Thanks to an engine that runs on Zeus’ lightening, a brilliant LSD, and Michelin tires that grip like glue, the M6 completely hides its weight under acceleration. Now, thanks to an incredible brake package, it also hides its weight under braking.
Brakes have always been the weak spot among heavier-set sports cars. Since much of your lap time will be made up in the braking zones, and most passes will also be made under braking, it is imperative that you can rely upon your brake pedal as your closest accomplice behind the wheel. The compound brakes on the M6 deliver this level of performance, allowing you to brake much later and harder, lap after lap. They transform the M6 from feeling like a bloated sports car to feeling like a sports car. The transformation is incredible. After many consecutive fast laps, the brakes never faded, never waned in their performance or bite.
If you are buying an M6 and wondering, “should I pay extra for the compound brakes?” I have a simple question to ask of you: will you be doing track days in your M6? If the answer is affirmative, then check the box. A few thousand extra dollars is a stretch? Sell something, anything. Put your dog on cheaper kibbles. Tap into your kid’s college fund. Sell your wife’s necklace. Do what it takes. I’m telling you: these brakes are otherworldly, and give the M6 a sharp performance edge typically unseen on such a heavy sports car. If the answer is a confident ‘no’, then leave your wife to enjoy her necklace, your child to a higher education, your dog to enjoy its food. You don’t need them and will probably never know the difference, you might as well throw the money out the window – it will probably feel more exciting than the addition of these compound brakes on the street.
This leaves only apex speeds prisoner to the hefty weight, and thanks to a well sorted suspension, balanced chassis, and those sticky Michelins, the M6 even hides its weight quite well through the corners – though not nearly as well as it does on the straights.
Let’s run through a few corners of Laguna Seca to paint a picture of the M6’s handling qualities. Early-apexing and getting a good run off of the last corner before the back straight, the M6 powers uphill with unrelenting acceleration. Halfway up the back-straight, the track drops back downhill, unsettling the chassis. The car’s 4,078 lbs are felt here, as the chassis is slow to settle back into the asphalt.
Now under very heavy braking, those magical rotors burn off speed with vengeance, the M6 feeling planted and stable – no nervous rear-end twitches or rotation. It’s time to turn in to turn 1, and with the front end planted to the track, turn in is immediate and quick – the car shows no signs of understeer. Turn 1 is a double apex, and by the time you are working to bring the nose around the second apex setting up for turn 3, mild understeer is noted, and cured by transferring a little more weight onto the nose off-throttle. Or, if you’re not too serious about lap times, it’s cured by a stab of throttle, getting the chassis to rotate into the corner while putting on a good show.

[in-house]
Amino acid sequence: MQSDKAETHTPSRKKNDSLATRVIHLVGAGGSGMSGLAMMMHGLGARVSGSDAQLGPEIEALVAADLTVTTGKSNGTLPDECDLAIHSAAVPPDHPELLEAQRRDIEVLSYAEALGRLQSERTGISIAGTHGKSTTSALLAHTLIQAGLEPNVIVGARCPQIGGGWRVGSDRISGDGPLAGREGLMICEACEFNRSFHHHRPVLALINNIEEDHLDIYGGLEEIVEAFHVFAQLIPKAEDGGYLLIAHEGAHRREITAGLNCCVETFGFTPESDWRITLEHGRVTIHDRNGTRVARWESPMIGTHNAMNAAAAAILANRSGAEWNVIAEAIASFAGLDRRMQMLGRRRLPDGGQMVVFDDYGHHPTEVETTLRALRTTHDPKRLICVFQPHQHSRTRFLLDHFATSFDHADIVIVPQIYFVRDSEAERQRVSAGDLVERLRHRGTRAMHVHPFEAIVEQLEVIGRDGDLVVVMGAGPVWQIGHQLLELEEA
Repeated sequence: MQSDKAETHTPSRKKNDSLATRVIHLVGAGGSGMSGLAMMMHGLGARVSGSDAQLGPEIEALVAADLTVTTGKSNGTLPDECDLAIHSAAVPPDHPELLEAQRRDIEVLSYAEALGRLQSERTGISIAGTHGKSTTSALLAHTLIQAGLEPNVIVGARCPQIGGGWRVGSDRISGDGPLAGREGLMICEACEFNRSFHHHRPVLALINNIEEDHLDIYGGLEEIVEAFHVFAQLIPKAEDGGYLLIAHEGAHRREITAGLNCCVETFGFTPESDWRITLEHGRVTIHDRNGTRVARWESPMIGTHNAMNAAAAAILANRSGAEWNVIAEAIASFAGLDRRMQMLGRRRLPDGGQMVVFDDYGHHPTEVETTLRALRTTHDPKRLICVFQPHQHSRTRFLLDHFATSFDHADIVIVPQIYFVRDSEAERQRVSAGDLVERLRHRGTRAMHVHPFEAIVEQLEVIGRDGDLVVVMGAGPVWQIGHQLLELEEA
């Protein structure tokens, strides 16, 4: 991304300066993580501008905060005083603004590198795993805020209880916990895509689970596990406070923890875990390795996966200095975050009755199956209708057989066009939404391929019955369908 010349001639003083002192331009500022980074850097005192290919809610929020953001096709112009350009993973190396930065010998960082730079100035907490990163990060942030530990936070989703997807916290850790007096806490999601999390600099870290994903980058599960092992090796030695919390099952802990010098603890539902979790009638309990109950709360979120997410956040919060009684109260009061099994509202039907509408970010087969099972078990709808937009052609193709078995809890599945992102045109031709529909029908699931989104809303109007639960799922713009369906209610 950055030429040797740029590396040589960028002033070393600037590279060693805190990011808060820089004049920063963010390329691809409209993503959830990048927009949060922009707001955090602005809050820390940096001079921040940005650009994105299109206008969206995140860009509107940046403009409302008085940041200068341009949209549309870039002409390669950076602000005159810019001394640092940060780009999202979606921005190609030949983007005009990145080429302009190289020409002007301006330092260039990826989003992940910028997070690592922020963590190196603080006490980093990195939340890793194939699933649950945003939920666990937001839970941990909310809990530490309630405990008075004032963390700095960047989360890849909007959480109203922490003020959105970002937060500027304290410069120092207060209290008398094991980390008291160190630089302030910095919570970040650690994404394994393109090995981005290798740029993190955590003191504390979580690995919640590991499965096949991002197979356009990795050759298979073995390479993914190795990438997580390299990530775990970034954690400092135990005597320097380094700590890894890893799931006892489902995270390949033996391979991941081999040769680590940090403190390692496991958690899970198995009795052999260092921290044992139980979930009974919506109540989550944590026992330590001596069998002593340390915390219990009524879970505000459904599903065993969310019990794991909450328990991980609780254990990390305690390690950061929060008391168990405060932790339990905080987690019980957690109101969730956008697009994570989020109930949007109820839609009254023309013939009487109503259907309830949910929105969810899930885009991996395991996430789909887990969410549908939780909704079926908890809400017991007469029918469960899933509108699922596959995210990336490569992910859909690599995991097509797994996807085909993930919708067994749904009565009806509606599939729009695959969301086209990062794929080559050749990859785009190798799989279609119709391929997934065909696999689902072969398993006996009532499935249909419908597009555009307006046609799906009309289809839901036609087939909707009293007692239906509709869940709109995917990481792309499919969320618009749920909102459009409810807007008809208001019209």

Fast-forward to the corkscrew, and again the M6 displays great poise, turning in cleanly after a heavy braking zone. Re-weighting back into the track surface, the M6 now struggles to find grip as you go full throttle in 3rd gear exiting the cork-screw – the tail wiggling and the rear axles gripping the track surface. Next is a wide left hand sweeper, this corner has the right-side suspension loaded up, the car in a slight four wheel drift if taken correctly. The M6 has so much grip on offer that it tends to grip and shuffle, grip and shuffle over to the right instead of one continuous slide. Once again, special mention must be given to the Michelins – they really are excellent and work well with this package. The final turn is tight and presents a great place to break the tail loose should you choose to drift through. Like its four-door brother, the M6 makes for one spectacular drift car, all ingredients at the ready.
Finding a rhythm, the M6 felt continuously smaller and smaller around the track. As the laps wore on, I found myself more and more engaged by the driving experience – typically the opposite occurs in any car less than epic. And so, I would label the M6 an epic driving experience, should you have the good fortune to sample it. If you’re on the fence, debating its purchase: get off the fence and go write the check. This M car fittingly sits atop the heap at Garching. Yes, it’s too heavy, and we lament that. But so is the M3, and the M5, and the 1M.
We long for a lightweight M lineup, and we see it on the horizon, but in the interim, the M6 embodies the spiritual heritage of the cars that bore its badge years ago. It is a ‘baun stormer. It is a comfortable daily driver. And it is a hulk of a sports car. If Zeus had wheels, this is what he’d drive.